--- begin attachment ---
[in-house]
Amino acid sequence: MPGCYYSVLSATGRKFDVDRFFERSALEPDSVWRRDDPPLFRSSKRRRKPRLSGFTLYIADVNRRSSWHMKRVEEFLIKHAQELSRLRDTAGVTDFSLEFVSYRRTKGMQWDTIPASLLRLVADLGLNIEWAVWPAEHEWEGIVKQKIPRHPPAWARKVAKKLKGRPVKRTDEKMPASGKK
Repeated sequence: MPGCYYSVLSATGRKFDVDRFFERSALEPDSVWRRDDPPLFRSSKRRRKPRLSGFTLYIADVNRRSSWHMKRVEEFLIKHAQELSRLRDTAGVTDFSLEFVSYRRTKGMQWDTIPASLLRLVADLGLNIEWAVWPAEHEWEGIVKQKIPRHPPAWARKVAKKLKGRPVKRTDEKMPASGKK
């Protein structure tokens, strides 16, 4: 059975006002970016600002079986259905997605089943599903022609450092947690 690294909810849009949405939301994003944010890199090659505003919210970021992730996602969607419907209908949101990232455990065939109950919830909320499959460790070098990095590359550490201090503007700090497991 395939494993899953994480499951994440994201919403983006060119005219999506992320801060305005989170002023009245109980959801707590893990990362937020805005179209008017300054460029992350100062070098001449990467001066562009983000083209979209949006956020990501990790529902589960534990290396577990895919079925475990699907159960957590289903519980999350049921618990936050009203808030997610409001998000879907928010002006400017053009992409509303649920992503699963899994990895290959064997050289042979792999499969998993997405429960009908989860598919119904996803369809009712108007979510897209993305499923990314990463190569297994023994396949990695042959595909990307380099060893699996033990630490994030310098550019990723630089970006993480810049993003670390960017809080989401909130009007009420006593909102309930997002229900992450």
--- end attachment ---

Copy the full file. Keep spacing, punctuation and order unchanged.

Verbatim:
[in-house]
Amino acid sequence: MPGCYYSVLSATGRKFDVDRFFERSALEPDSVWRRDDPPLFRSSKRRRKPRLSGFTLYIADVNRRSSWHMKRVEEFLIKHAQELSRLRDTAGVTDFSLEFVSYRRTKGMQWDTIPASLLRLVADLGLNIEWAVWPAEHEWEGIVKQKIPRHPPAWARKVAKKLKGRPVKRTDEKMPASGKK
Repeated sequence: MPGCYYSVLSATGRKFDVDRFFERSALEPDSVWRRDDPPLFRSSKRRRKPRLSGFTLYIADVNRRSSWHMKRVEEFLIKHAQELSRLRDTAGVTDFSLEFVSYRRTKGMQWDTIPASLLRLVADLGLNIEWAVWPAEHEWEGIVKQKIPRHPPAWARKVAKKLKGRPVKRTDEKMPASGKK
């Protein structure tokens, strides 16, 4: 059975006002970016600002079986259905997605089943599903022609450092947690 690294909810849009949405939301994003944010890199090659505003919210970021992730996602969607419907209908949101990232455990065939109950919830909320499959460790070098990095590359550490201090503007700090497991 395939494993899953994480499951994440994201919403983006060119005219999506992320801060305005989170002023009245109980959801707590893990990362937020805005179209008017300054460029992350100062070098001449990467001066562009983000083209979209949006956020990501990790529902589960534990290396577990895919079925475990699907159960957590289903519980999350049921618990936050009203808030997610409001998000879907928010002006400017053009992409509303649920992503699963899994990895290959064997050289042979792999499969998993997405429960009908989860598919119904996803369809009712108007979510897209993305499923990314990463190569297994023994396949990695042959595909990307380099060893699996033990630490994030310098550019990723630089970006993480810049993003670390960017809080989401909130009007009420006593909102309930997002229900992450």